ATM S 111: Global Warming
Understanding the Issues
Human-induced climate change - popularly known as "global warming" - has emerged as one of humanity's great challenges in the 21st century. Ignoring this problem could impose severe environmental consequences on for future generations. But to prevent these consequences, the current generation would have to rapidly and dramatically transform the energy basis of the global economy. At stake are deeply felt values as well as entrenched economic interests. This course will examine the science behind the controversy. The text and lectures will provide a critical analysis of the current scientific consensus. We will also examine stronger claims made by advocates on both sides - "skeptics" and "alarmists," as they are sometimes called. Through in-class activities and weekly discussion sessions, students will develop their understanding of these ideas and express their reactions to them.
The overall goal of this course is to help society deal with this enormous and complex challenge by fostering citizens who understand the basic science and can think critically about proposed solutions. More specifically, students should come away able to answer such questions as:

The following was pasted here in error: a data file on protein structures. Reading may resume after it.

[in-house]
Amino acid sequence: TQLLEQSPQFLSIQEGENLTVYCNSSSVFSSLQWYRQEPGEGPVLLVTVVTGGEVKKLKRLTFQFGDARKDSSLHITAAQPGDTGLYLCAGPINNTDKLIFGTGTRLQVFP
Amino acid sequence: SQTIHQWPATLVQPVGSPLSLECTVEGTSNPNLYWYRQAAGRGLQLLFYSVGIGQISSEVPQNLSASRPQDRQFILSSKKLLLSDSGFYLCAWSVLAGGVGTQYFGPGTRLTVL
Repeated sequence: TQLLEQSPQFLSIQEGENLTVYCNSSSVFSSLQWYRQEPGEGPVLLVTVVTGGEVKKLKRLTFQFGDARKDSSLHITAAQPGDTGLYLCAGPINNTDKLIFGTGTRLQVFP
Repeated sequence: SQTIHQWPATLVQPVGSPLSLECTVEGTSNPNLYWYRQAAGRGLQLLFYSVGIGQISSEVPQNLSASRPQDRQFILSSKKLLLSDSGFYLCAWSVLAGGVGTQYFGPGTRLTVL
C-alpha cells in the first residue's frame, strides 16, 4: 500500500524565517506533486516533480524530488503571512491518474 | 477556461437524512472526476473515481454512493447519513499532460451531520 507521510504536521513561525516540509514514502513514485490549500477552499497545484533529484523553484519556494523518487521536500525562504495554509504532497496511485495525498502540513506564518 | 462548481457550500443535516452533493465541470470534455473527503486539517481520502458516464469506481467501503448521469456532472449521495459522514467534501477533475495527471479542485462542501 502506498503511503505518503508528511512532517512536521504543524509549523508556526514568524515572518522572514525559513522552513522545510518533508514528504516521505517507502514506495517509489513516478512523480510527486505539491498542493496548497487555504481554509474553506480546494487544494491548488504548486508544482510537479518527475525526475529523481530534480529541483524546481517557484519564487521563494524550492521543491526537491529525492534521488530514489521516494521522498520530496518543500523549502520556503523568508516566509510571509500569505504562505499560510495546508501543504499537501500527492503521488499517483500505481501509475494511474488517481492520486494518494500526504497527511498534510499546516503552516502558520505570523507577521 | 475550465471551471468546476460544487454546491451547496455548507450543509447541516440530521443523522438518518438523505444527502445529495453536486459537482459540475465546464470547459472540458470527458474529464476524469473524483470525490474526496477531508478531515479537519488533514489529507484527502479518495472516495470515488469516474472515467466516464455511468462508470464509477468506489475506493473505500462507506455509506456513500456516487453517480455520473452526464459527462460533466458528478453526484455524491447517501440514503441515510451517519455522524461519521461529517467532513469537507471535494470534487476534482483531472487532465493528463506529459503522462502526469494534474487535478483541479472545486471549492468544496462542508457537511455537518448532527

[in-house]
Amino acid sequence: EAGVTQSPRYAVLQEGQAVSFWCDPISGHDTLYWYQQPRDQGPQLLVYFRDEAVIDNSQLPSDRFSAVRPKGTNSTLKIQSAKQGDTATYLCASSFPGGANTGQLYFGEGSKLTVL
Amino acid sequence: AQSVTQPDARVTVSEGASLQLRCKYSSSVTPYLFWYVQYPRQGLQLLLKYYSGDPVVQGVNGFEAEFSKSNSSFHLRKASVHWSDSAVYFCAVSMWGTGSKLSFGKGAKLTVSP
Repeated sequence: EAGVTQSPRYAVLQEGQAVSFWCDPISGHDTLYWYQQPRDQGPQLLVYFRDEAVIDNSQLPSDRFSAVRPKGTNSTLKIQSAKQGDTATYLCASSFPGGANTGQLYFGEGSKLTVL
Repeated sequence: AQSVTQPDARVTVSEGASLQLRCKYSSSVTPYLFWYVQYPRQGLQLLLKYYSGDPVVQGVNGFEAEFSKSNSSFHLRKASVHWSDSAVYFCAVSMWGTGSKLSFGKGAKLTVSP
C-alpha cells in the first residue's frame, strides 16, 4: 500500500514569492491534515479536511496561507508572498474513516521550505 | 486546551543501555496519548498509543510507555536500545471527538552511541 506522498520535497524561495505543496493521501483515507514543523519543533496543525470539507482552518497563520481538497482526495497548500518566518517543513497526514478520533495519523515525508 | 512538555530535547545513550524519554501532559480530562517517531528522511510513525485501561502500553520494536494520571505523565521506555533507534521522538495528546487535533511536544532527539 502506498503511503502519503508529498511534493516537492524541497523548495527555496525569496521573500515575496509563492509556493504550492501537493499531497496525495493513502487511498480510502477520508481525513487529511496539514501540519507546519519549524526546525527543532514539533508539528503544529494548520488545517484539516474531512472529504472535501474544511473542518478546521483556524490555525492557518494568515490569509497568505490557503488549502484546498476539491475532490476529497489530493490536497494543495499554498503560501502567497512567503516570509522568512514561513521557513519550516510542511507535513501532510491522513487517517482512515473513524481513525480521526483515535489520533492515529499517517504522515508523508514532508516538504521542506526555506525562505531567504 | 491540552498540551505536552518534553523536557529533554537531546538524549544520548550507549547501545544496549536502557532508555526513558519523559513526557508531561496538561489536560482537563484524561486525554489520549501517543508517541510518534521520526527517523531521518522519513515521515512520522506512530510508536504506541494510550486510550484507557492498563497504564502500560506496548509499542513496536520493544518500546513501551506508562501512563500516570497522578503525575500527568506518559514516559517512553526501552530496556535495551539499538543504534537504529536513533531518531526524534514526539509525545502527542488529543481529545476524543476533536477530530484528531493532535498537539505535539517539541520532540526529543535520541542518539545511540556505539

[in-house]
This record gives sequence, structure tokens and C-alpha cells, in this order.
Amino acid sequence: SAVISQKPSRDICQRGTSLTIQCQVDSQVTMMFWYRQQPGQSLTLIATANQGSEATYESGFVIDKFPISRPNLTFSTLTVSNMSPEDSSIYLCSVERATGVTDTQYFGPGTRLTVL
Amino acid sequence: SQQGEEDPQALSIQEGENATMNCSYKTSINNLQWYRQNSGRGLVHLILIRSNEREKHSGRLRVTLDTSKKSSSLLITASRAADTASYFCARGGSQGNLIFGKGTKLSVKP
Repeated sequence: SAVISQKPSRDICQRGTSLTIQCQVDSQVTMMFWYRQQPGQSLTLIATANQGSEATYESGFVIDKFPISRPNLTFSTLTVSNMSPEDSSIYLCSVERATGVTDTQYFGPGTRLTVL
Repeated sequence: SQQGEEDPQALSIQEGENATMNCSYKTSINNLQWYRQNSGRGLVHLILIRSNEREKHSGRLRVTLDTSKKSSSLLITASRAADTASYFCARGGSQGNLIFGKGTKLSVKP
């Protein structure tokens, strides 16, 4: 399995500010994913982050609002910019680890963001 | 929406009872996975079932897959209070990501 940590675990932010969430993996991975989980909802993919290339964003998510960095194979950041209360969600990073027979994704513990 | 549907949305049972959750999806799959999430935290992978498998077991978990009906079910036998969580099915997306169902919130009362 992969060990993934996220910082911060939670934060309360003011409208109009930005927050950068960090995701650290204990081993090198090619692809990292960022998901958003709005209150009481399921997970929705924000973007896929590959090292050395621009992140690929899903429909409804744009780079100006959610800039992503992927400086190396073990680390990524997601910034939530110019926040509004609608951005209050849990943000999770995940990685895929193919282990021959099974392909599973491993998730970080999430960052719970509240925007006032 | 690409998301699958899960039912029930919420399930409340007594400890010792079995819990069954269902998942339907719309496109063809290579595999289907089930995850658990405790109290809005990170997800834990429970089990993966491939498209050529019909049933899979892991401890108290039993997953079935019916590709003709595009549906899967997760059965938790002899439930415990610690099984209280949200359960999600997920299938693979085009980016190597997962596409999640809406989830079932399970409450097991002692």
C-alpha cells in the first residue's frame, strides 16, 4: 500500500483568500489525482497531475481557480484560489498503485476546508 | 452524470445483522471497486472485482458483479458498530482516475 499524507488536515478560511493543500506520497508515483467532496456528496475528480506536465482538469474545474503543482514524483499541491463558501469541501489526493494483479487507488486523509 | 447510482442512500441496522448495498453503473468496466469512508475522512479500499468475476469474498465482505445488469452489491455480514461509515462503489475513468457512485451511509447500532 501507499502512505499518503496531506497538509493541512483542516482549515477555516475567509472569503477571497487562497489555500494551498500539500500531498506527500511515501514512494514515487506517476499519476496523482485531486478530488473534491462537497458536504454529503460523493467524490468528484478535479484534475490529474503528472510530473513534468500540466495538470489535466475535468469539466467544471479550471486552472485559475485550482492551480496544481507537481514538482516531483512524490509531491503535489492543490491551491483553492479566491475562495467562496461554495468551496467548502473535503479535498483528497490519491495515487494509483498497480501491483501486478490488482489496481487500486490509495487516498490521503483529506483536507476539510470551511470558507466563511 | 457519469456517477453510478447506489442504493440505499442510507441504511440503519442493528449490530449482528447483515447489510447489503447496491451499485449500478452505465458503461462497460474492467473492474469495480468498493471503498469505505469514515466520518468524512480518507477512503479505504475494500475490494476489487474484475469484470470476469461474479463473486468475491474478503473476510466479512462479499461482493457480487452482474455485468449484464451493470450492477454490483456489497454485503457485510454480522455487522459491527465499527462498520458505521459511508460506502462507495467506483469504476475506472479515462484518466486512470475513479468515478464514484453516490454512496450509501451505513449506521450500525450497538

* Why does the burning of fossil fuels - coal, oil, and natural gas - increase the Earth's greenhouse effect?
* Can we be confident that recent warming is due to human, and not natural, causes?
* Can we believe a 100-year climate prediction even though we know that a 100-day weather prediction would be nearly worthless?
* How would continued global warming impact things like sea level, agriculture, biodiversity, and the frequency of extreme weather events?
* What changes are projected for the Pacific Northwest? Are industry and government preparing for these changes?
None. Open to all undergraduates.
Varies with instructor.
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